She gave us fabulous quotes like, “Men seldom make passes at girls who wear glasses” and “Brevity is the soul of lingerie,” but Dorothy Parker’s life wasn’t all wit and snark. Behind those flip one liners there was a very complex woman who lead a full life far beyond the banter of the Algonquin Round Table.
It was a dark and stormy night (what? It was!) when Dorothy Rothschild was born in West End, New Jersey at her family’s summer house on August 22, 1893. Her father Henry had fallen in love and married the girl next door, Eliza, and the pair had three children before Dorothy came along. They lived fairly affluently in New York; life as a Rothschild (not those Rothschilds) was very comfortable.
During a typical summer at the shore when Dorothy was five, Eliza suddenly died. Henry was inconsolable. He sold their house, moved the family a few times around New York City and, when he realized that he needed a wife to raise his children, he married. Eleanor- on paper- -sounded a lot like Eliza, but if your step-kids call you “Mrs. Rothschild” (or nothing at all) you can pretty much assume you are not at all like their mother.
We go into far greater detail in the podcast about things like the dirt on Jewish Dorothy’s Catholic school education, her troublemaking ways and why she thought she was responsible for the death of her stepmother (she wasn’t). We chat about the antics of short, dramatic, artsy and moody Dorothy when she was sent to Miss Dana’s School for Girls where most of the student body was anything but short, dramatic, artsy and moody.
By the age of 14 Dorothy’s formal education abruptly and mysteriously ended. She loved to read and write “verses” with her father, but as Henry was aging and her brothers and sisters moved on to adult lives, Dorothy was left to care for him. Dorothy and Henry would spend winters in New York and summers at the shore for six full years before Henry passed away.
Henry’s estate wasn’t large enough for Dorothy to live on for the rest of her life, so in 1914, 21 year-old Dorothy Rothschild set off on her own. She moved into a boarding house, got a job playing piano at a dance school and spent a great deal of time writing poetry and submitting them to magazines. Empowered by the success of her first poem being accepted for publication, she put on her best suit, walked into the office of the editor of Vanity Fair magazine and asked for a full time job as a writer.
And he sent her away.
But a few months later he got in touch with her, told of a position at Vogue and Dottie dove in. So what if it was a fashion magazine and not the meatier Vanity Fair? She was a writer…(tiny font) of picture captions.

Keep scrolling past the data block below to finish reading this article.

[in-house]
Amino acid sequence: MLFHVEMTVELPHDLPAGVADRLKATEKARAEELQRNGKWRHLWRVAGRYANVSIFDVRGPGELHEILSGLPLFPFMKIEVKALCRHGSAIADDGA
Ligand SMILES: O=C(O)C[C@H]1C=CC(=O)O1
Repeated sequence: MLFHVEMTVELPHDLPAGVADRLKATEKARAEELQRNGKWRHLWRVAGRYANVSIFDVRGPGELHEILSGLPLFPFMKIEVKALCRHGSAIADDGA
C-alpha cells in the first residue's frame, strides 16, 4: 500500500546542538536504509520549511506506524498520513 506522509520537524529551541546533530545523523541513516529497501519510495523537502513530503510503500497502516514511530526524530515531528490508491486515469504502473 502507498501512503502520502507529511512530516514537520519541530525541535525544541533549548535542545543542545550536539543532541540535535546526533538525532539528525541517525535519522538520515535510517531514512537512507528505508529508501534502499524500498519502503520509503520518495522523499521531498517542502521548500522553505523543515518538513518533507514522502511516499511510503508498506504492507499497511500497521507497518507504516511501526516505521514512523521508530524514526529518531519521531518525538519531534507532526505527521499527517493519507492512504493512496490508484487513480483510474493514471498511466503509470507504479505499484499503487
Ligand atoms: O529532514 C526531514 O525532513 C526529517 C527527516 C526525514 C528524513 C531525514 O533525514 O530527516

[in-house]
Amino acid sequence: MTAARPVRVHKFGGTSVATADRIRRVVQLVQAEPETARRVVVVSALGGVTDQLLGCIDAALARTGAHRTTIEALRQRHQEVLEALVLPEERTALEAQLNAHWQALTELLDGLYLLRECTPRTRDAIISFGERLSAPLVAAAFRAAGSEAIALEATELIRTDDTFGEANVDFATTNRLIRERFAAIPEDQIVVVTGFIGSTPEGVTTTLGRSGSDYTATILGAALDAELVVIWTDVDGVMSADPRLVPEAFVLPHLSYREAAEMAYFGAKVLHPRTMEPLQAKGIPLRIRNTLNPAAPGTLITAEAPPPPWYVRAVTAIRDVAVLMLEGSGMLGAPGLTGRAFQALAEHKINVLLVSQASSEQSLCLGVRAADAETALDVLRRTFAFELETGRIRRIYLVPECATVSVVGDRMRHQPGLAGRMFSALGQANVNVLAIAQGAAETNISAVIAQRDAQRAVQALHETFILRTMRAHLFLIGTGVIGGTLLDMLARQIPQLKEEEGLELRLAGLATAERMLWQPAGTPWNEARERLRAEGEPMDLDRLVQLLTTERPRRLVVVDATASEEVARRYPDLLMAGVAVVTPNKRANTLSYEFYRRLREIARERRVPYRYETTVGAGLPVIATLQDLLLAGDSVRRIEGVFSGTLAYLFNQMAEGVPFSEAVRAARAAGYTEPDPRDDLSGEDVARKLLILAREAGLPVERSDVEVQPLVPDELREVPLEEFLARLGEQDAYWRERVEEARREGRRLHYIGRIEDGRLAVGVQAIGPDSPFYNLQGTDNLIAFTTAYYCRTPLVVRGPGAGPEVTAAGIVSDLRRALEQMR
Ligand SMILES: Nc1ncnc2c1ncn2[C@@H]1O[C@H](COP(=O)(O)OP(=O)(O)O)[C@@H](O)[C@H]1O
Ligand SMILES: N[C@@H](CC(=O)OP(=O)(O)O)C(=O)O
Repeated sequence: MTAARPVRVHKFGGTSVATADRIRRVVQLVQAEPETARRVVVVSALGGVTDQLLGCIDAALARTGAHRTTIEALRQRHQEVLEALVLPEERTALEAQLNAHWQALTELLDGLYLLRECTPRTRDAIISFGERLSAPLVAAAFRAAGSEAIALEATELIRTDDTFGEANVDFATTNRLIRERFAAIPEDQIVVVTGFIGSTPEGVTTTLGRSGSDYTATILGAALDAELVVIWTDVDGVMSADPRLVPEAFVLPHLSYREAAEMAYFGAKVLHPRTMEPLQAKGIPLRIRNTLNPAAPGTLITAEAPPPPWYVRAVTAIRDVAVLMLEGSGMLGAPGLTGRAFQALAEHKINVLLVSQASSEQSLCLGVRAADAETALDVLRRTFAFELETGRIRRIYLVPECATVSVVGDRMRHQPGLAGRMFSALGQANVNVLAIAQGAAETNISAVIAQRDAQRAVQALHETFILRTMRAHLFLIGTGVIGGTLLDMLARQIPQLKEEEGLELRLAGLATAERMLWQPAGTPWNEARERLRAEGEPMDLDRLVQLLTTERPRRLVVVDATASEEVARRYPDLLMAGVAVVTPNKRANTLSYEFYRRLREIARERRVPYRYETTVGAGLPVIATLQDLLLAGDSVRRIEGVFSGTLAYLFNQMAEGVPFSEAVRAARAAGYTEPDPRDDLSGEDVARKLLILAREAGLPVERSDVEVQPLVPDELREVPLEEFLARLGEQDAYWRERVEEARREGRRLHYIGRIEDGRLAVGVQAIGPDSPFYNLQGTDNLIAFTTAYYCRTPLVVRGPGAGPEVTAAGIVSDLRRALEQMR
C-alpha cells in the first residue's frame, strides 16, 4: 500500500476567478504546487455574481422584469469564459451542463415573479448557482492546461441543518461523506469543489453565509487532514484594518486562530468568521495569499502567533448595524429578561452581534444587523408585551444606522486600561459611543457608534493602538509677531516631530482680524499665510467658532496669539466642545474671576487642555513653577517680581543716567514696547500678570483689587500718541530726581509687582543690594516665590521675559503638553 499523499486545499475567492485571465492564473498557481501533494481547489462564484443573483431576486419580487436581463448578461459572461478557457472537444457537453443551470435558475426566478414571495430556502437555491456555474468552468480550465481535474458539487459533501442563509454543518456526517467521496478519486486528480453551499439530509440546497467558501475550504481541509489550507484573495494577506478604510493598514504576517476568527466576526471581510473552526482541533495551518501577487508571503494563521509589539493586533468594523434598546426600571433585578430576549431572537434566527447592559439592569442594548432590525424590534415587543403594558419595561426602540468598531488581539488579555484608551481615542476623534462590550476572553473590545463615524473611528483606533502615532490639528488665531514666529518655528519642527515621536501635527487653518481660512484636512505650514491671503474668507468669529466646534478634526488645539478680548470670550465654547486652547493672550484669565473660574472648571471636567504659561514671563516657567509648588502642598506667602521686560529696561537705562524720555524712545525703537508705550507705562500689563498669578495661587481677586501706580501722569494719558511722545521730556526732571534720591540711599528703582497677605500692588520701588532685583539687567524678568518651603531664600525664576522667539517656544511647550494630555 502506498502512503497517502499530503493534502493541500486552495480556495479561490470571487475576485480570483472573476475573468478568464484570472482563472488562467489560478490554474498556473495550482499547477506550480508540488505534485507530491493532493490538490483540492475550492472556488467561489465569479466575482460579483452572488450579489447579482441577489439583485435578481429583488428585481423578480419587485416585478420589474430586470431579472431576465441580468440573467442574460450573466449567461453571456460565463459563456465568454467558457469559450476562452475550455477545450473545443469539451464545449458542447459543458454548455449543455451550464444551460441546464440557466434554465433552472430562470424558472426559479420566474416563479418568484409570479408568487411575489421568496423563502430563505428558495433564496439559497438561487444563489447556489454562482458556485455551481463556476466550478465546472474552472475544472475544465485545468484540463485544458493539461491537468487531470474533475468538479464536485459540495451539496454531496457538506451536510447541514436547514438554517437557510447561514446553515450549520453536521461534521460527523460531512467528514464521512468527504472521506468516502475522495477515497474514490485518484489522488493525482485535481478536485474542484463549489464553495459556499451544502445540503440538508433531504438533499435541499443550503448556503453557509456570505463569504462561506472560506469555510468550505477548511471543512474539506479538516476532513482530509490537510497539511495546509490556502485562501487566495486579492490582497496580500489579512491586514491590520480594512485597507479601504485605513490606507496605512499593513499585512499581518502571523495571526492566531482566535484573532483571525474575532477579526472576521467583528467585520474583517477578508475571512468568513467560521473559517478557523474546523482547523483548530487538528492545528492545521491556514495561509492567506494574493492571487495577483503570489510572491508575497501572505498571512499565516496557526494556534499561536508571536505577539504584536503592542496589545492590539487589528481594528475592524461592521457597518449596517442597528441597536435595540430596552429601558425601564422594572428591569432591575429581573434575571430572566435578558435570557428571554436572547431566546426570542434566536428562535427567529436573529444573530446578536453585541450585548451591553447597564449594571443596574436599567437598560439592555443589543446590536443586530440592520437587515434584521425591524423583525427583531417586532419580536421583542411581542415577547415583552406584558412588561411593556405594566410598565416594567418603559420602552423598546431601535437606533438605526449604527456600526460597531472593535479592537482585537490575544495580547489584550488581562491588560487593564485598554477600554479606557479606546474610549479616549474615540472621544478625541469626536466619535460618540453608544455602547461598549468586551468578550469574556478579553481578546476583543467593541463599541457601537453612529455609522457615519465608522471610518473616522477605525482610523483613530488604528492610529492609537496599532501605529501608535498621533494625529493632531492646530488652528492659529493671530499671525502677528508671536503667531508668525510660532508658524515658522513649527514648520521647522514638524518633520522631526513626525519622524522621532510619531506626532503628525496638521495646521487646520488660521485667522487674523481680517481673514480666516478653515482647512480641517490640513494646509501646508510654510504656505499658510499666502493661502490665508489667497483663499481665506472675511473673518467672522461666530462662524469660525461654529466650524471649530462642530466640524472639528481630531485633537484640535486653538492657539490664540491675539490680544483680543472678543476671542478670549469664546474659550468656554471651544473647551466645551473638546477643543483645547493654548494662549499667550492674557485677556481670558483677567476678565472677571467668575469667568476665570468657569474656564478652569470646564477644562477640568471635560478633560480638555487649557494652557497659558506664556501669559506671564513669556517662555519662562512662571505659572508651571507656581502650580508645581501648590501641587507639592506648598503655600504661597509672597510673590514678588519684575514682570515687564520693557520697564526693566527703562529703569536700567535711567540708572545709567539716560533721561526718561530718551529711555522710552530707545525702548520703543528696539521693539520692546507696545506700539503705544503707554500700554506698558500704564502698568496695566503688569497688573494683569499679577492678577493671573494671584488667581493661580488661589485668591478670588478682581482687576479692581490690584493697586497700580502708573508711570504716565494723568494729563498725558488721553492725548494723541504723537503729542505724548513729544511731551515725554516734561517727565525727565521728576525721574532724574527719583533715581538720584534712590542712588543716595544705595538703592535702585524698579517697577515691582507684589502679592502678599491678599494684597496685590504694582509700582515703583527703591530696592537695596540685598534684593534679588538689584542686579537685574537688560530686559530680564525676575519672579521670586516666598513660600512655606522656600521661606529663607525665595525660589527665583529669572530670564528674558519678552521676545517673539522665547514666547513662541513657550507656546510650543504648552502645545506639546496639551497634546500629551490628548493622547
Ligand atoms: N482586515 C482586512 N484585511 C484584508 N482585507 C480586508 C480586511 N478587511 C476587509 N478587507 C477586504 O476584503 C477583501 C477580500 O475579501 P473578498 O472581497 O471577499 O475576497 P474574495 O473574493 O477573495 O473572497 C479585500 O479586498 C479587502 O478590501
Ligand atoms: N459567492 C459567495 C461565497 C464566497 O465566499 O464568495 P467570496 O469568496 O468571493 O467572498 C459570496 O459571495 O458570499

Dorothy was small, well bred and articulate with large eyes and an ingenue look (although not quite the demure personality to match). She attracted the eye of many a man and was especially drawn to Edwin Pond Parker. He was a stockbroker, play/partyboy who drank a lot and didn’t care that his old Connecticut family weren’t thrilled that their son had fallen for a Jewish girl from New York. (This worked out fine because they weren’t invited to the wedding when Dorothy and Eddie married in 1917.)
What was happening in 1917 besides the fun loving Parker’s setting up house? World War I. Eddie headed off to the military while Dorothy threw herself into her work developing her witty style that soon landed her in the offices where she knew she belonged: Vanity Fair.
Dorothy fit into the magazine of pop culture, politics, art and lifestyle of New York perfectly. She began as New York’s only female theater critic and her sophisticated, sharp, funny reviews very quickly gained a large audience while the shenanigan filled office environment fueled her. It was during this time that a simple lunch of writers and critics at a local hotel morphed into a daily event of verbal sparring and witty banter from Jazz Age New York’s literati and reporters. What was said at the table would be quoted in newspaper columns and spread throughout the country. The group called themselves the Viscous Circle but, because of their large table in the middle of the hotel dining room, they were recognized as the Algonquin Round Table.
When Eddie returned from the war he was addicted to both alcohol and morphine and their marriage started to skid out of control. About the same time Dorothy stepped over the line in a review and was replaced at Vanity Fair. She scrambled for more work, began to write short stories as well as any freelance writing she could. A few of her Round Table friends began a new magazine, The New Yorker, and she began writing book and theater reviews but the days of the party work atmosphere were gone.
And then Eddie was gone, too. The couple finally divorced in 1928, but that wasn’t the end of the drama in her life, not by a long shot.
Media recommendations will be on the shownotes for Part Two, so go fix yourself a little nip and when we return: Part Two of the life of Dorothy Parker.